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Sun March 22, 2015 11:06 pm By Erica Grieder

ted cruz announces GOP presidential campaign

I love this detail from Teddy Schleifer’s Friday scoop about Ted Cruz’s imminent plans to announce his presidential campaign:

Cruz will launch a presidential bid outright rather than form an exploratory committee, said senior advisers with direct knowledge of his plans…They say he is done exploring and is now ready to become the first Republican presidential candidate.

“Done exploring.” Further confirmation that Cruz is a top-notch troll when he puts his mind to it. And further confirmation, of course, of something that’s been clear for a while, at least in Texas. In October 2013, for example, Cruz told me that conservatives have “a limited window” in which to turn the country around, and continued:

“I don’t think we’re there yet, but there is an urgency to these fiscal and economic issues unlike anything I’ve ever seen before.”

“That reminds me of what President Obama used to say during the primary in 2008, when people asked him why he was running for president after only a few years in the Senate,” I said. “He would say, ‘There’s a thing called “too late,” and that hour is almost here.’ ”

We stared at each other for a moment. 

“I didn’t know he said that,” Cruz said innocently.

“I thought it was remarkable,” I said. “Especially in a primary.”

For the first and last time since I began interviewing him, in July, Cruz said nothing at all in response.

Yup: running for president in 2016. How will he fare? That’s murkier. The fact that he’s expected to give his first official speech as a candidate at Jerry Falwell’s Liberty University is ominous. It suggests that Cruz, looking at a crowded field in an open primary, is moving to shore up support among social conservatives. The political reasoning is clear enough: he needs to corner the market on some measurable subset of Republican primary voters and build from there, and Rand Paul is already well ahead with the liberty-type Tea Partiers. If this is the strategy, however, Cruz risks squandering his most interesting asset—his apparent ability to unite the Tea Party, which is a nebulous aggregation of various interest groups–libertarians, social conservatives, fiscal hawks, gold bugs, homeschoolers, populists, nativists, elitists, anti-elitists, anti-authoritarians, etc—with surprisingly few common denominators beyond the fact that, like all Republicans, they’re against Obamacare, which is of course Cruz’s signature issue. He would also risk casting himself as a social conservative standard-bearer, which is fine in itself, but a recipe for coming in a distant second in a modern Republican primary.

With that said, Cruz is a shrewd tactician with a record of winning apparently impossible contests: Medellin v. Texas. The 2012 Republican Senate primary. And once in the Senate—well, he didn’t succeed in defunding Obamacare, but he definitely made an impression. Not an unmixed impression, perhaps, but I bet Marco Rubio would pay a lot of money for access to Cruz’s database of email addresses. So, you know, we’ll see what he says tomorrow. In the meantime, here’s some background reading on Texas’s junior senator–a riddle, wrapped in a mystery, inside a suit, wearing a FItBit—from our archives.

“The Man in the Arena”, February 2014. This is the aforementioned profile of Ted Cruz, which we planned as a short feature to mark his first year in the Senate—he ended up being busier than we expected. Of note, this profile includes a lot of Cruz comments that don’t appear in any other profiles.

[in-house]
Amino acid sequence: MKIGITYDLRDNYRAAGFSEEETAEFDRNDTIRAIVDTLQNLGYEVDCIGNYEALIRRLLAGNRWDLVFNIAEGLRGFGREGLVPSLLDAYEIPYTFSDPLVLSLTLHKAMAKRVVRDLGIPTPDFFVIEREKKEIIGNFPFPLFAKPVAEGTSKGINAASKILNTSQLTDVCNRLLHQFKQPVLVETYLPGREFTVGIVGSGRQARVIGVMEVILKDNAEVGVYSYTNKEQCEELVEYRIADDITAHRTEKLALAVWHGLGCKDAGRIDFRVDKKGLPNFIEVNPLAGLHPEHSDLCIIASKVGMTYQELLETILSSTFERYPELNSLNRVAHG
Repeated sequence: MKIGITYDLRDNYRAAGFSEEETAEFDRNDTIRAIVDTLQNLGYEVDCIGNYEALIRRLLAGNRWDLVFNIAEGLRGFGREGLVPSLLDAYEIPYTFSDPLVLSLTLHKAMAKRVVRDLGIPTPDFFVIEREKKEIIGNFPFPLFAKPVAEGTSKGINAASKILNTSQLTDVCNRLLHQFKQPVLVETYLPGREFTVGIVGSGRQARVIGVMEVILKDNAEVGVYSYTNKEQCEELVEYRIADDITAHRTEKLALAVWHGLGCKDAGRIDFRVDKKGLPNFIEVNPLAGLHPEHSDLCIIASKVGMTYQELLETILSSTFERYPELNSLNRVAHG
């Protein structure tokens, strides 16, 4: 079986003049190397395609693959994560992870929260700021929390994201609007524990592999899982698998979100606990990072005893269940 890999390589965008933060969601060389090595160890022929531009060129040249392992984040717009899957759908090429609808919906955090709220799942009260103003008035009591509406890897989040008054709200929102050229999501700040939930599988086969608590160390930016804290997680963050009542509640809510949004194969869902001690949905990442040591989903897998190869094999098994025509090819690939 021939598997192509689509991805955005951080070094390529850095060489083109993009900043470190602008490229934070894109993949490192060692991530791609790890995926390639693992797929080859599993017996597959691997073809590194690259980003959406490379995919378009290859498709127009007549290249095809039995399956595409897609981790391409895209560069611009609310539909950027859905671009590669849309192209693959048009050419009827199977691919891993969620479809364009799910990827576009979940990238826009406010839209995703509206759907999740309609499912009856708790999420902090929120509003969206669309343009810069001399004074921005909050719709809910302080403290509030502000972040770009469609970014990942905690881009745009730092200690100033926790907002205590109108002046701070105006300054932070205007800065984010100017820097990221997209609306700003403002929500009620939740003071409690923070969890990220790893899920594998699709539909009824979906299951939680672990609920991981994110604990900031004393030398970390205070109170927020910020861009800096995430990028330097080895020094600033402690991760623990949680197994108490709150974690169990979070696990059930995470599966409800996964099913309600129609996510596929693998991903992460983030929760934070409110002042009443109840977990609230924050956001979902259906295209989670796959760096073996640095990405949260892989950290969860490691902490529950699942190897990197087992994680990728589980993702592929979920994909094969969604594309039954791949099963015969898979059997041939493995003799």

“Ted Cruz’s Excellent Adventure,” October 2012. After winning the Republican Senate nomination, and in retrospect possibly ruining Texas politics by triggering a wave of increasingly absurd copycat primary challenges, Cruz sat for a chat with our then-editor Jake Silverstein. Highlights include another top-tier moment of trolling, when Cruz very precisely criticized Barack Obama: “I think he has pushed relentlessly for European-style socialism in this country, and I use that word in its literal sense. It describes a means of structuring an economy. Socialism is government ownership or control of the means of production or distribution. And, in my judgment, that has been the unified theme of this administration.”

“Texas Hold ‘Em,” July 2013. Even before Cruz somehow commandeered the House of Representatives and allegedly engineered a federal government shutdown, he was causing a ruckus in the capitol. Nate Blakeslee, for one, was unimpressed by his approach to immigration reform.

“Ted Cruz and the 47 Percent,” January 2013. At times, though, Cruz has shown far more nuance than his critics would consider him capable of, as in his analysis of the 2012 elections, which resulted in his call for Republicans to take the 47% to heart. It would be nice if he gave this speech tomorrow instead of the speech we should probably expect him to give. Yes, that would be nice. 

“The Overcomer,” October 2013. Brian Sweany’s profile of our new governor, Greg Abbott, otherwise known as Cruz’s former boss, and his closest political mentor.

“Master of the Senate,” December 2014. My profile of Dan Patrick, which may give some context on the Texas political landscape in the aftermath of Hurricane Ted.

“Face to Face With Rick Perry,” July 2014. Remember him? He’s also running for president and—although he has been widely discounted by political pundits, as a result of his previous campaign—I still think there’s a chance this all ends up like the climactic scene in Jurassic Park, when the velociraptors (Cruz et al) are about to eat the people (that’s us!) and then the T. Rex, Rick Perry, comes crashing through the door. 

(AP Photo/Joe Skipper)